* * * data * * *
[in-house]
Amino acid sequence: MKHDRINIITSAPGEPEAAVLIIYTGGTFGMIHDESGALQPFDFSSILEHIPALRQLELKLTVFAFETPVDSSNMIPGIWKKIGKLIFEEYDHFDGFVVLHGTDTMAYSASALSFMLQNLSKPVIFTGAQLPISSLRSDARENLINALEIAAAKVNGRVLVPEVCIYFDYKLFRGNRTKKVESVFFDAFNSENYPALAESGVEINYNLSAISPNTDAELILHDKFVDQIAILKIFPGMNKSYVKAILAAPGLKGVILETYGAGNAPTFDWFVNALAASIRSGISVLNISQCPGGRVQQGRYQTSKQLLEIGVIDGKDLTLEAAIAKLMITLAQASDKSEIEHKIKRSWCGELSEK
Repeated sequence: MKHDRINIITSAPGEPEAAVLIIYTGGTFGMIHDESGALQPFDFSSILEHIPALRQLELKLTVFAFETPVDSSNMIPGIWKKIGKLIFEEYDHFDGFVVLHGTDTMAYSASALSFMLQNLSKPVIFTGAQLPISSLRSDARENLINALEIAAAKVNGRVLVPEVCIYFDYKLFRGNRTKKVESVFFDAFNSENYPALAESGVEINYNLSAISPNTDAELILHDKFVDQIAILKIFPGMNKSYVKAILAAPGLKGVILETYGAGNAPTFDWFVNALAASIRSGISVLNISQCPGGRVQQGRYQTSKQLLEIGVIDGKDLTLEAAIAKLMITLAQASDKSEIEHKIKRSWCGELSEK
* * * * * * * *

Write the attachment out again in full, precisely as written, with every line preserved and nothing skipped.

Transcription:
[in-house]
Amino acid sequence: MKHDRINIITSAPGEPEAAVLIIYTGGTFGMIHDESGALQPFDFSSILEHIPALRQLELKLTVFAFETPVDSSNMIPGIWKKIGKLIFEEYDHFDGFVVLHGTDTMAYSASALSFMLQNLSKPVIFTGAQLPISSLRSDARENLINALEIAAAKVNGRVLVPEVCIYFDYKLFRGNRTKKVESVFFDAFNSENYPALAESGVEINYNLSAISPNTDAELILHDKFVDQIAILKIFPGMNKSYVKAILAAPGLKGVILETYGAGNAPTFDWFVNALAASIRSGISVLNISQCPGGRVQQGRYQTSKQLLEIGVIDGKDLTLEAAIAKLMITLAQASDKSEIEHKIKRSWCGELSEK
Repeated sequence: MKHDRINIITSAPGEPEAAVLIIYTGGTFGMIHDESGALQPFDFSSILEHIPALRQLELKLTVFAFETPVDSSNMIPGIWKKIGKLIFEEYDHFDGFVVLHGTDTMAYSASALSFMLQNLSKPVIFTGAQLPISSLRSDARENLINALEIAAAKVNGRVLVPEVCIYFDYKLFRGNRTKKVESVFFDAFNSENYPALAESGVEINYNLSAISPNTDAELILHDKFVDQIAILKIFPGMNKSYVKAILAAPGLKGVILETYGAGNAPTFDWFVNALAASIRSGISVLNISQCPGGRVQQGRYQTSKQLLEIGVIDGKDLTLEAAIAKLMITLAQASDKSEIEHKIKRSWCGELSEK